Glossary: Cybersecurity Terms & Definitions
With so many words, phrases, and acronyms used in the industry, learning about cybersecurity can be complicated. To help you better understand some of the more technical jargon, here’s a quick look at some of the most common terms, phrases, and acronyms and what they mean.
A program that monitors a computer or network to detect malicious code and prevent additional malware incidents or breaches.
Black Hat Hacker:
A “bad” hacker who works with malicious intent to infiltrate a system to steal or destroy data.
During a penetration test of a business’ security system, the blue team is responsible for establishing the security measures to keep the red team (the attackers) out.
The California Consumer Privacy Act is a law that details how a business can handle a person’s private information. This includes the person’s right to know which information is being collected and how it is being used, the right to delete personal information, the right to opt-out of the sale of information, and the right to non-discrimination for exercising these rights.
Storage and processing through the internet from remote computing facilities.
Compliance Officer (CO):
A cybersecurity team member who has knowledge of specific industry regulations, how they apply to your business, and what your company needs to do to stay compliant with them.
A data breach occurs when a cybercriminal infiltrates a business and steals information.
Any individual device (phones, tablets, computers, etc.) that is connected to a business’ network.
Devices like computers, tablets, and phones are consistently connected to your network and can be easy access points for cybercriminals. Endpoint protection focuses on securing these individual devices.
A firewall filters out potentially malicious traffic from the internet before it can reach your system.
Identity and Access Management (IAM) [Synonym: Access Control]:
The power to grant or deny specific requests or attempts to obtain or access information or to physically enter a facility. This is done by developing secure passwords (and secure password storage) and managing who has access to what.
A cyber risk to businesses where the malicious actor is somebody—employees, ex-employees, third party partners, etc.—who uses their authorized access to wittingly or unwittingly cause harm.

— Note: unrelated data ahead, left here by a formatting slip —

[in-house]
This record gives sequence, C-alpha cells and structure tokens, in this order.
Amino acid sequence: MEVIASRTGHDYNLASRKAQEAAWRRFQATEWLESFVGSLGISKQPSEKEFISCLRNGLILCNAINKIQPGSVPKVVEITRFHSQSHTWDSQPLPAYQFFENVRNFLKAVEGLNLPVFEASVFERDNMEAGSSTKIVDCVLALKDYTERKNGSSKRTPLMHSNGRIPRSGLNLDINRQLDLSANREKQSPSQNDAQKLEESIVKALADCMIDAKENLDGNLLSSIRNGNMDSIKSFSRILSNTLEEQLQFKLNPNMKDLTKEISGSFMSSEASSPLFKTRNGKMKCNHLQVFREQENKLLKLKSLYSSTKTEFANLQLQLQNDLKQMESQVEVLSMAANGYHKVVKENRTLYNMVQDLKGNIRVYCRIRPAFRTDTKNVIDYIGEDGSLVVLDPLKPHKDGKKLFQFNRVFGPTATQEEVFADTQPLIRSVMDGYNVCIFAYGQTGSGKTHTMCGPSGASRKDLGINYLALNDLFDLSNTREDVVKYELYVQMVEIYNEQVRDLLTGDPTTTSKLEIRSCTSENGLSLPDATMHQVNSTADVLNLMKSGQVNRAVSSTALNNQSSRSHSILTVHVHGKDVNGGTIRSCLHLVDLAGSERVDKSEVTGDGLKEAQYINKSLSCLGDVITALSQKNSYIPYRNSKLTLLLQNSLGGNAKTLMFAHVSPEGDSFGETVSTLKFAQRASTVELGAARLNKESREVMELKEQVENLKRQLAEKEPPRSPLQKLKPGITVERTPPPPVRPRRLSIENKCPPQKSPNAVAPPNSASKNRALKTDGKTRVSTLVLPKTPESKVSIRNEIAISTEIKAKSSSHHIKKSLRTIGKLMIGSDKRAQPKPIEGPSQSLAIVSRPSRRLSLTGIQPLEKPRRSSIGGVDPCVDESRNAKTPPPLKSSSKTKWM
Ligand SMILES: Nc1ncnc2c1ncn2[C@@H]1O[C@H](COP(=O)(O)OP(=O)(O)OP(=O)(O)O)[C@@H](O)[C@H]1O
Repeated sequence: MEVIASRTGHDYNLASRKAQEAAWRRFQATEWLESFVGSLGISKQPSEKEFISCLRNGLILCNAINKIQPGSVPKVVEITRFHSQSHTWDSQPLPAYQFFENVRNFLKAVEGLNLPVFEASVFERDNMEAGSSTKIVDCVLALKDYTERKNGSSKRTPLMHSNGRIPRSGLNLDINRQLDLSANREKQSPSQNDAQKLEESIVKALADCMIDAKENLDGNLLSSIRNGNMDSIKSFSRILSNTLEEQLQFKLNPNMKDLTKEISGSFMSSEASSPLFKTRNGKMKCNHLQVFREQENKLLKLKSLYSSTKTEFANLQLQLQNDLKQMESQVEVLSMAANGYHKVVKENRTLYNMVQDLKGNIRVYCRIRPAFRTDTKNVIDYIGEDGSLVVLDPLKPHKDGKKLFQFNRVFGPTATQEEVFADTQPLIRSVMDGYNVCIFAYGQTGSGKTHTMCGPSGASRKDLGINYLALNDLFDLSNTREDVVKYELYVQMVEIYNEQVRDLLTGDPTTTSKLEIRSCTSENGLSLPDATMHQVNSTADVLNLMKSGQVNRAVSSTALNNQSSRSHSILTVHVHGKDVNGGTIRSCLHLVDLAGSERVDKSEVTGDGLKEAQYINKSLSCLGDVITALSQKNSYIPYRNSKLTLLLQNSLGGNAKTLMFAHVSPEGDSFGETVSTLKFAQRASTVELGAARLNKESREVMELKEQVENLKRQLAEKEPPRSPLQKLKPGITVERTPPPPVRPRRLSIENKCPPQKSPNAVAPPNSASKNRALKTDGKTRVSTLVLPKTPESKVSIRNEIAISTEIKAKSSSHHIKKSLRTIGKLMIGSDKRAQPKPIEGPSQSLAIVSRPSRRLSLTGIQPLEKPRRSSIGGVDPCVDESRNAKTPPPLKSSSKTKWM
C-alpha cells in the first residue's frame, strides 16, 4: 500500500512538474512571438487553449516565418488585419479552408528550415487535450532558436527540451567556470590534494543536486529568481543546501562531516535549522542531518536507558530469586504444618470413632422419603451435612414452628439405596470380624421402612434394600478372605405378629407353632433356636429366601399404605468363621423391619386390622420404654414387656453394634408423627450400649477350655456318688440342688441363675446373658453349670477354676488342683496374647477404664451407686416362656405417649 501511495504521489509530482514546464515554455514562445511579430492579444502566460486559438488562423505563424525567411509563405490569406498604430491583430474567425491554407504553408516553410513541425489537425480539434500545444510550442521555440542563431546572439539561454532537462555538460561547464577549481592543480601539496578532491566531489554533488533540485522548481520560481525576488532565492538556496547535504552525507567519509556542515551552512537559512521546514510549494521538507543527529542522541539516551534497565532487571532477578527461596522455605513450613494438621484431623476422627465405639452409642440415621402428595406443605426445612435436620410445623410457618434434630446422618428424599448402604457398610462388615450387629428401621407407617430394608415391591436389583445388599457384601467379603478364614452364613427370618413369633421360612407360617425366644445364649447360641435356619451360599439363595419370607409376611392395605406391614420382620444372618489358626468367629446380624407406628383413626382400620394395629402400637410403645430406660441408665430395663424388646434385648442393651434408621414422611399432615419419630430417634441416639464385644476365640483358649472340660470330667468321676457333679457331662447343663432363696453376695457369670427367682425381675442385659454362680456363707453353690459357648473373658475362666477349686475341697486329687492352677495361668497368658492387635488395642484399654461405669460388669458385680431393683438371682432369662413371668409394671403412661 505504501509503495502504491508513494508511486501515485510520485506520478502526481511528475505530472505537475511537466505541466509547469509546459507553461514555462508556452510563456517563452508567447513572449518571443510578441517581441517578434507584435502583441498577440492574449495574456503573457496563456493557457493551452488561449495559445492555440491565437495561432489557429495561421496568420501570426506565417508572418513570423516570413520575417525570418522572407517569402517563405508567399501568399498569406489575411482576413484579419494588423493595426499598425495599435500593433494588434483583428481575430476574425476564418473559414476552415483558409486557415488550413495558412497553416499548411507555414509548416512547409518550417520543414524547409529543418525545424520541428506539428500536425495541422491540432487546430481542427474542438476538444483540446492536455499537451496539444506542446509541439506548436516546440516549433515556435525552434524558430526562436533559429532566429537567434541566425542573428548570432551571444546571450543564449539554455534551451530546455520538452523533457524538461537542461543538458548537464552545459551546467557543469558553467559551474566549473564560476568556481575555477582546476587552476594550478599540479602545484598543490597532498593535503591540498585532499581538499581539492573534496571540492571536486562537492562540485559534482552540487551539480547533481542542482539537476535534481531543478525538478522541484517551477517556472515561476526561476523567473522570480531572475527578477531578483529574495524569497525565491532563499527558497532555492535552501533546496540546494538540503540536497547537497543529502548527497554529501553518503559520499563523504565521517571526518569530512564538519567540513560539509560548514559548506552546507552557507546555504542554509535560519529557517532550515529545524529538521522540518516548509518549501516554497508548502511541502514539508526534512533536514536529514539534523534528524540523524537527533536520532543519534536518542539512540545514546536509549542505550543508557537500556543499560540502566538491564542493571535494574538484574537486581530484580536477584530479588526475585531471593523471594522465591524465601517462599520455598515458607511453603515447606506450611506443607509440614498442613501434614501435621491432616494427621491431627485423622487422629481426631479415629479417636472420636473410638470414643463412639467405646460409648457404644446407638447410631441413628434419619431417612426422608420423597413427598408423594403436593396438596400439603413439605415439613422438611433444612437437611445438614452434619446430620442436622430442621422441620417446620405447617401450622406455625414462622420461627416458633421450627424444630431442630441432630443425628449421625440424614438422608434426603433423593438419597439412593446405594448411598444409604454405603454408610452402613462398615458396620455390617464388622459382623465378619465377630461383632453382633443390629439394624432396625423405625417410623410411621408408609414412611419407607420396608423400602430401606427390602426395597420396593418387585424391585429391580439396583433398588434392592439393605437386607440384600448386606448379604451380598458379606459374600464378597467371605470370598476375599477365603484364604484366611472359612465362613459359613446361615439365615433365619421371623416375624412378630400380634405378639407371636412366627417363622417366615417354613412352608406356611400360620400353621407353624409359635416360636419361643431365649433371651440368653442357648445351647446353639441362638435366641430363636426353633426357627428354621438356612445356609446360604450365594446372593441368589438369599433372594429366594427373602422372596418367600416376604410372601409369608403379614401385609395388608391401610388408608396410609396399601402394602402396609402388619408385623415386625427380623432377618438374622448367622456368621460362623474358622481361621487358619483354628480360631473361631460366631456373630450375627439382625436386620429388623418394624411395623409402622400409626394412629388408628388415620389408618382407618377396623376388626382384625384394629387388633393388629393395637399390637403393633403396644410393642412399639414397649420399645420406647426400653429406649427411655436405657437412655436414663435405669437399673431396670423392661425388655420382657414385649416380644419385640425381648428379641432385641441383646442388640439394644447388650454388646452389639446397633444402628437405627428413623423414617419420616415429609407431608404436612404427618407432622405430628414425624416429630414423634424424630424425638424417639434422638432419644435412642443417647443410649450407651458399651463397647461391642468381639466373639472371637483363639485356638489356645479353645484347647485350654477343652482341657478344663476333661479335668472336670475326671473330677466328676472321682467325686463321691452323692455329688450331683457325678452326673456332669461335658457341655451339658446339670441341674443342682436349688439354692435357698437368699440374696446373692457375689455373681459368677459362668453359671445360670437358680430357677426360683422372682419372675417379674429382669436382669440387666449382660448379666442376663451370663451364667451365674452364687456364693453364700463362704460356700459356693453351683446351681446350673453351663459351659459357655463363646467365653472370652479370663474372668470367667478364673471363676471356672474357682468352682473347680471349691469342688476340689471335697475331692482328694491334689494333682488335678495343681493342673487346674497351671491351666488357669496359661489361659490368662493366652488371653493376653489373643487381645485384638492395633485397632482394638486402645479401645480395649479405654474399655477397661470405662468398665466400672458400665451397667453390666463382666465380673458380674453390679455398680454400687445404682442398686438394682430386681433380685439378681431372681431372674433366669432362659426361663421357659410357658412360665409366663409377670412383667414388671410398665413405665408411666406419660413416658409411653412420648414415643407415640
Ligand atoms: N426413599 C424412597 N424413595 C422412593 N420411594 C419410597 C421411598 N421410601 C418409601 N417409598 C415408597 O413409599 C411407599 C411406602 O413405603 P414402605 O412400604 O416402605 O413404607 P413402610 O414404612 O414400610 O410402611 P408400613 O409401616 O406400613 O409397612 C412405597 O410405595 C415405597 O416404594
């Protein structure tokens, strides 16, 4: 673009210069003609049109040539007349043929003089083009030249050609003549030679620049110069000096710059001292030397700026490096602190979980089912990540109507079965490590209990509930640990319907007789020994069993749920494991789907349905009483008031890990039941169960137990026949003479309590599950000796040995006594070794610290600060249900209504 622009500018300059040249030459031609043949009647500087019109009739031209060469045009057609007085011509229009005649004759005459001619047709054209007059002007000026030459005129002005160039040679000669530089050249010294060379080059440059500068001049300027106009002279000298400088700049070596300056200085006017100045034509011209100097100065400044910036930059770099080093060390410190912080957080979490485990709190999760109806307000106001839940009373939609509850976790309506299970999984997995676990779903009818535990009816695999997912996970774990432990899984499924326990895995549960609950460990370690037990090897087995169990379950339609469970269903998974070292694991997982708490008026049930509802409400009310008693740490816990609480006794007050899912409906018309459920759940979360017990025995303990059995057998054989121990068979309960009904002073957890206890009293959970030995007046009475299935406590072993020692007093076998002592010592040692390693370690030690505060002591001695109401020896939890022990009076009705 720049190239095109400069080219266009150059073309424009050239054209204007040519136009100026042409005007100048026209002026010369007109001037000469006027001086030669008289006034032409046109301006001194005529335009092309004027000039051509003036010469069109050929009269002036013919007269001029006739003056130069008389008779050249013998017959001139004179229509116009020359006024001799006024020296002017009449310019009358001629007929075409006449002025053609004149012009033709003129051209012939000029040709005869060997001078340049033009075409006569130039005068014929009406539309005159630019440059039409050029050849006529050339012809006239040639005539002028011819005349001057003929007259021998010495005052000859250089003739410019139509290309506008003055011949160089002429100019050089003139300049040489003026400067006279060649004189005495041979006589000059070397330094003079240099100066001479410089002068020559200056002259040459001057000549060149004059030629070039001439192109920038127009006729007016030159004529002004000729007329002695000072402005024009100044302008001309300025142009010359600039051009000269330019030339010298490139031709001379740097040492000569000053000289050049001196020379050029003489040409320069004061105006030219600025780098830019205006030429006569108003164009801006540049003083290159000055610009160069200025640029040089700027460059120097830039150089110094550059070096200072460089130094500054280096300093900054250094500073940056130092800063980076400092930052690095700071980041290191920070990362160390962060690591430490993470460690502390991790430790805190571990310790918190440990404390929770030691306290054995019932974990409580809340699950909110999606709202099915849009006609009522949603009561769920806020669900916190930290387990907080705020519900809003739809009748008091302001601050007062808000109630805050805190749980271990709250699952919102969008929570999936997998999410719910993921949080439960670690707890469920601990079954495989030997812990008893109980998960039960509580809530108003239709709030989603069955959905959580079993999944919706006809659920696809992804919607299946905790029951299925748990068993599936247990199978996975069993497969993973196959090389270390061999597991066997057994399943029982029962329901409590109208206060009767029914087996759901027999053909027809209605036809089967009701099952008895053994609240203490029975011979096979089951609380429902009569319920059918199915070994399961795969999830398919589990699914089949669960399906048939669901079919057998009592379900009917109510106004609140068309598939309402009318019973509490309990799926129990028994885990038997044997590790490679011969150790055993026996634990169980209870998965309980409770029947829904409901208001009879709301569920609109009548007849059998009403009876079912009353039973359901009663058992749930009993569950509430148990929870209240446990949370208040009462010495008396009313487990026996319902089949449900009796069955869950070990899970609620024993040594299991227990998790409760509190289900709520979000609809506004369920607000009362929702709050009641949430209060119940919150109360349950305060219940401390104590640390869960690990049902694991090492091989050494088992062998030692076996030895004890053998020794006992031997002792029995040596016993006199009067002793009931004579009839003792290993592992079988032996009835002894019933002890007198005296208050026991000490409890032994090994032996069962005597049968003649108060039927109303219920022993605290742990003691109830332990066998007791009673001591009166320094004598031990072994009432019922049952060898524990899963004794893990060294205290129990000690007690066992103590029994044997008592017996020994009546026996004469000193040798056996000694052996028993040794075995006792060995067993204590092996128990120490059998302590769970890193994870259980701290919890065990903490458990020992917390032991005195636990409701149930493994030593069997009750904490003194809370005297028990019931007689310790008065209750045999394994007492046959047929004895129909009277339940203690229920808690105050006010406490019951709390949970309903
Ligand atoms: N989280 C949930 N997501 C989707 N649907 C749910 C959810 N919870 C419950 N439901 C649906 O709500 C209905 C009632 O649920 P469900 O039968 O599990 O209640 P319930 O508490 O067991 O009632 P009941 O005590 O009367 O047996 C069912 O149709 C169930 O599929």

This type of malware tracks keystrokes to gain information like passwords, login credentials, financial information, and more.
After a bad actor infiltrates a business’ system, lateral movement refers to their ability to now move into different areas of the network.
Software with malicious intent designed to compromise a system by performing an unauthorized function or process. Malware comes in many different forms, including ransomware, spyware, viruses, adware, and more.
A managed security services provider is a team of cybersecurity experts using the latest strategies and technologies to keep businesses safe from modern threats.
Multi-Factor Authentication (MFA):
This is a password security method which uses biometrics, third party applications, or additional devices, to give businesses an added layer of login security.
A cybersecurity strategy where a business’ network is monitored by security teams to identify threats quickly.
This strategy helps businesses stay secure by segmenting and isolating different parts of a business to reduce lateral movement in the event of an attack. Essentially, if someone infiltrates a system, they wouldn’t have access to everything, just what’s stored in that segment.
A form of digital scamming designed to deceive individuals into voluntarily providing sensitive information like Social Security numbers, credit card information, login credentials, and more. Phishing scams are an extremely common attack in which an attacker attempts to trick you into clicking a link sent in an email, text message, or online message that is disguised as coming from a trusted source (a bank, coworker, insurance provider, or family member, for example).
This type of malware steals and encrypts a business’ data, keeping them from accessing it until specific terms—typically a monetary payment—are met.
Post-incident activities to restore essential services and operations.
During a test of a business’ cybersecurity system, a red team is made up of ethical hackers who use real techniques to try and identify vulnerabilities.
Security Operations Center (SOC):
The home of a cybersecurity team, a SOC contains all the people and technology an MSSP needs to keep businesses protected.
This type of malware gains access to a system and, rather than unleashing malicious code, it remains hidden, collecting data over time.
To understand how cybercriminals work, threat intelligence continuously gathers data to identify trends, motives, and attack behaviors to learn how to stop them.
This type of malware is disguised as a legitimate program to gain access into a system.
Virtual Chief Information Security Officer (vCISO):
The main point of contact of your cybersecurity team, a vCISO will provide you with personalized expert advice and consultation to help make crucial cybersecurity decisions. vCISO's are always up to date on the latest trends in the industry and will lead a team of DOT experts in implementing your cybersecurity plan.
Short for Virtual Private Network, a VPN is a method of connecting computers and devices to a private network, replacing a user’s IP address with the VPN’s IP address. This allows for anonymity while on the internet.
Web Application Firewall (WAF):
A type of firewall designed to protect businesses by filtering traffic between a web application and the internet.
A cyberattack deployed to exploit an unknown security flaw in a piece of software to gain access into a business’ network.
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